Controlled self-assembly of charged particles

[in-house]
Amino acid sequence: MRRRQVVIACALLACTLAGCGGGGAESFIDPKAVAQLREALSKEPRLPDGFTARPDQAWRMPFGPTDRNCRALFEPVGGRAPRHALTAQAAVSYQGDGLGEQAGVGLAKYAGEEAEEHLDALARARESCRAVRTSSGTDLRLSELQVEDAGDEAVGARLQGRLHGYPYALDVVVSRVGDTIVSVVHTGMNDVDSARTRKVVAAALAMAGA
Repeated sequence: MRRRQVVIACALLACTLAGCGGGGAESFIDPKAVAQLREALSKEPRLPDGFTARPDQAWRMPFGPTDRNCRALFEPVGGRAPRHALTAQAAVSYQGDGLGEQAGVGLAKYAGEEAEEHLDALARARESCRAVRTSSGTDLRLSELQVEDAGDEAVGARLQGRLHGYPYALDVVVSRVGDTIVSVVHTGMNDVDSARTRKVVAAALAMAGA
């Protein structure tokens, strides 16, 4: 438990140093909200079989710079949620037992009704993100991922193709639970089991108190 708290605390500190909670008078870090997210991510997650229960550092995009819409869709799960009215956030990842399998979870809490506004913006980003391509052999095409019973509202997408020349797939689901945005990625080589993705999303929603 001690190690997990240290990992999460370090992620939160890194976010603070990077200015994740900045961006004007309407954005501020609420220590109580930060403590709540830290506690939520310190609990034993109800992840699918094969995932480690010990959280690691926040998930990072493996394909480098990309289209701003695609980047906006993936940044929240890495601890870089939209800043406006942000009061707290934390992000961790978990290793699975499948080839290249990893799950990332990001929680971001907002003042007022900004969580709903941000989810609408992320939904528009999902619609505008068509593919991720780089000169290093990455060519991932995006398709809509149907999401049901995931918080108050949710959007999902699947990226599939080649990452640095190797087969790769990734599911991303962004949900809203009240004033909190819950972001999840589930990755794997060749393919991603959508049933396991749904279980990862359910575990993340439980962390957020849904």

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Self-assembly is a process of non-intrusive transformation of a system from a disordered to an ordered state. For engineering purposes, self-assembly of microscopic objects can benefit significantly from macroscopic guidance and control. This dissertation is concerned with controlling self-assembly in binary monolayers of electrically charged particles that follow basic laws of statistical mechanics. First, a simple macroscopic model is used to determine an optimal thermal control for self-assembly. The model assumes that a single rate-controlling mechanism is responsible for the formation of spatially ordered structures and that its rate follows an Arrhenius form. The model parameters are obtained using molecular dynamics simulations. The optimal control is derived in an analytical form using classical optimization methods. Two major lessons were learned from that work: (i) isothermal control was almost as effective as optimal time-dependent thermal control, and (ii) neither electrostatic interactions nor thermal control were particularly effective in eliminating voids formed during self-assembly. Accordingly, at the next stage, the focus is on temperature-pressure control under isothermal-isobaric conditions. In identifying optimal temperature and pressure conditions, several assumptions, that allow one to relate the optimal conditions to the phase diagram, are proposed. Instead of verifying the individual assumptions, the entire approach is verified using molecular dynamics simulations. It is estimated that under optimal isothermal-isobaric conditions the rate of self-assembly is about five time faster than that under optimal temperature control conditions. It is argued that the proposed approach of relating optimal conditions to the phase diagram is applicable to other systems. Further, the work reveals numerous and useful parallels between self-assembly and crystal physics, which are important to exploit for developing robust engineering self-assembly processes.